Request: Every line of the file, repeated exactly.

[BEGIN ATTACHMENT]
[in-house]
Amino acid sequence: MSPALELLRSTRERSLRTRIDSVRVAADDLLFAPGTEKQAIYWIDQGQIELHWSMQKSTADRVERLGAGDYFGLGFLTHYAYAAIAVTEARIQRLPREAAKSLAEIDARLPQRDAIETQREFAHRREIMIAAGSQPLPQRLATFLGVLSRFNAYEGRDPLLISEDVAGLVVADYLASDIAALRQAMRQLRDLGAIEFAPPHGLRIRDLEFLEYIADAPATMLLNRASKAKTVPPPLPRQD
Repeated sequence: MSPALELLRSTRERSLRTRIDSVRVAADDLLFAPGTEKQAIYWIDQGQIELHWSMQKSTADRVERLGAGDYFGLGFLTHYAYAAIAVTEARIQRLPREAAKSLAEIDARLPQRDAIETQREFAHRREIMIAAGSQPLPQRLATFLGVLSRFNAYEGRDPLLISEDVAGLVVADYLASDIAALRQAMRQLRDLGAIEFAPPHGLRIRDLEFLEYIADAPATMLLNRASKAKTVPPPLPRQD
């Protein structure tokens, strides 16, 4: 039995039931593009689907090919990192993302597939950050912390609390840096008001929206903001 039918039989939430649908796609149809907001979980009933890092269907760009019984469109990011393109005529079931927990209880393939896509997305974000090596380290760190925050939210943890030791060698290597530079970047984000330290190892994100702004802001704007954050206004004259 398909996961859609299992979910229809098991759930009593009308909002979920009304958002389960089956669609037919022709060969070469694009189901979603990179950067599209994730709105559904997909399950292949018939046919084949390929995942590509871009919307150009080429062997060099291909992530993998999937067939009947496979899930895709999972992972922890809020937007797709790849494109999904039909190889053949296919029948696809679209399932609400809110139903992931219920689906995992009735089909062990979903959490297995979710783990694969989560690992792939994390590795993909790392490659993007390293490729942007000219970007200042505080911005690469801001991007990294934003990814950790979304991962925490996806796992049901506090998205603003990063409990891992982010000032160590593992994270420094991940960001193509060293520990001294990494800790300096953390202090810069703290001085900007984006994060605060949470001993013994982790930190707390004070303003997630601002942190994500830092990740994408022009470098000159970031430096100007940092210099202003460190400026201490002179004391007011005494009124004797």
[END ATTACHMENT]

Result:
[in-house]
Amino acid sequence: MSPALELLRSTRERSLRTRIDSVRVAADDLLFAPGTEKQAIYWIDQGQIELHWSMQKSTADRVERLGAGDYFGLGFLTHYAYAAIAVTEARIQRLPREAAKSLAEIDARLPQRDAIETQREFAHRREIMIAAGSQPLPQRLATFLGVLSRFNAYEGRDPLLISEDVAGLVVADYLASDIAALRQAMRQLRDLGAIEFAPPHGLRIRDLEFLEYIADAPATMLLNRASKAKTVPPPLPRQD
Repeated sequence: MSPALELLRSTRERSLRTRIDSVRVAADDLLFAPGTEKQAIYWIDQGQIELHWSMQKSTADRVERLGAGDYFGLGFLTHYAYAAIAVTEARIQRLPREAAKSLAEIDARLPQRDAIETQREFAHRREIMIAAGSQPLPQRLATFLGVLSRFNAYEGRDPLLISEDVAGLVVADYLASDIAALRQAMRQLRDLGAIEFAPPHGLRIRDLEFLEYIADAPATMLLNRASKAKTVPPPLPRQD
């Protein structure tokens, strides 16, 4: 039995039931593009689907090919990192993302597939950050912390609390840096008001929206903001 039918039989939430649908796609149809907001979980009933890092269907760009019984469109990011393109005529079931927990209880393939896509997305974000090596380290760190925050939210943890030791060698290597530079970047984000330290190892994100702004802001704007954050206004004259 398909996961859609299992979910229809098991759930009593009308909002979920009304958002389960089956669609037919022709060969070469694009189901979603990179950067599209994730709105559904997909399950292949018939046919084949390929995942590509871009919307150009080429062997060099291909992530993998999937067939009947496979899930895709999972992972922890809020937007797709790849494109999904039909190889053949296919029948696809679209399932609400809110139903992931219920689906995992009735089909062990979903959490297995979710783990694969989560690992792939994390590795993909790392490659993007390293490729942007000219970007200042505080911005690469801001991007990294934003990814950790979304991962925490996806796992049901506090998205603003990063409990891992982010000032160590593992994270420094991940960001193509060293520990001294990494800790300096953390202090810069703290001085900007984006994060605060949470001993013994982790930190707390004070303003997630601002942190994500830092990740994408022009470098000159970031430096100007940092210099202003460190400026201490002179004391007011005494009124004797």